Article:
Pics taken during my morning walkabout at Mulaut Abbatoir while the sacrificial ceremony or ibadah korban was being performed. I missed the actual ceremony, but managed to capture what happened after the ceremony, when the slaughtered animals are prepared for distribution in bags similar to the ones below.
Aidil Adha is a religious festival celebrated by Muslims worldwide as a commemoration of Ibrahim‘s (Abraham‘s) willingness to sacrifice his son Ismail for Allah. It is one of two Qur’anic Eid festivals that Muslims celebrate.
Aidil Adha is the 10th day of the month of Zul Hijjah of the lunar Islamic calendar. The festivities sometimes last for two to three days more depending on the country. It is the day after the pilgrims in Hajj, the annual pilgrimage to Mecca in Saudi Arabia by Muslims worldwide, descend from Mount Arafat.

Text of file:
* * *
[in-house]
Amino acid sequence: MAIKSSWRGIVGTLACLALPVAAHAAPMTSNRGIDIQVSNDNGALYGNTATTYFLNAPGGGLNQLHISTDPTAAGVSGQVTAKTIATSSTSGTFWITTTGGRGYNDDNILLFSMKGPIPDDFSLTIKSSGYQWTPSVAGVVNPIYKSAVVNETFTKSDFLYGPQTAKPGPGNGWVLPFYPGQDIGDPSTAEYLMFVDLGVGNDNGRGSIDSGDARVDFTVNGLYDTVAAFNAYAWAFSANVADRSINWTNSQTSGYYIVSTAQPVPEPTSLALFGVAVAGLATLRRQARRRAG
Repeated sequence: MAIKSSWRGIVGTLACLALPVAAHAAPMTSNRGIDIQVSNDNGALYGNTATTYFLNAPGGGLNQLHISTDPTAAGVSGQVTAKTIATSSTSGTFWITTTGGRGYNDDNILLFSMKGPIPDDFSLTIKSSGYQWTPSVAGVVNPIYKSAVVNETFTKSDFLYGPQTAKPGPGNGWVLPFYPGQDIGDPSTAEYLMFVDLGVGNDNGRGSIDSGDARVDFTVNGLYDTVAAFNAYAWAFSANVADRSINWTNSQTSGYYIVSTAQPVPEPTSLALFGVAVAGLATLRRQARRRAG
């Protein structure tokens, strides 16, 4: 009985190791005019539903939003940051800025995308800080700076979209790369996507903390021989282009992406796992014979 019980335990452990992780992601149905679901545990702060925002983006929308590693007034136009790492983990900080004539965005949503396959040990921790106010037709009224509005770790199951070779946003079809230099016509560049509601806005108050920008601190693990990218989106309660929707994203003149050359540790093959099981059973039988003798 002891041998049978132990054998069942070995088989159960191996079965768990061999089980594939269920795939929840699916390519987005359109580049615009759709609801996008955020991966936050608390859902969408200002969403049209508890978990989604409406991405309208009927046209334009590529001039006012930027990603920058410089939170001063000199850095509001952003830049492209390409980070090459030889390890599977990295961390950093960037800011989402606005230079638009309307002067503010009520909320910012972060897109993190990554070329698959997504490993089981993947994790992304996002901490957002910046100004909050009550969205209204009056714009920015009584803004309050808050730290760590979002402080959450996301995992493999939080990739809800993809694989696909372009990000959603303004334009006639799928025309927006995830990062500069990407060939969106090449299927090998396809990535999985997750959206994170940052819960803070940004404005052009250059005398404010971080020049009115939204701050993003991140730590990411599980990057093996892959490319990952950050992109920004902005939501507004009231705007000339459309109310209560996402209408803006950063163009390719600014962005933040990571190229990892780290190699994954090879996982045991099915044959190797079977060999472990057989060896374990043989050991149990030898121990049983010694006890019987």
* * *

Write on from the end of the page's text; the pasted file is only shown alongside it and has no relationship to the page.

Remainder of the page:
Muslims who can afford to do so sacrifice their best domestic animals (usually sheep, but also camels, cows, and goats) as a symbol of Ibrahim’s (Abraham’s) sacrifice. The sacrificed animals, called korban, have to meet certain age and quality standards or else the animal is considered an unacceptable sacrifice. Generally, these must be at least a year old, and weigh 165 kg.
At the time of sacrifice, Allah’s name is recited along with the offering statement and a supplication as Muhammad said. According to the Qur’an a large portion of the meat has to be given towards the poor and hungry people so they can all join in the feast which is held on Aidil Adha. The remainder is cooked for the family celebration meal in which relatives and friends are invited to share.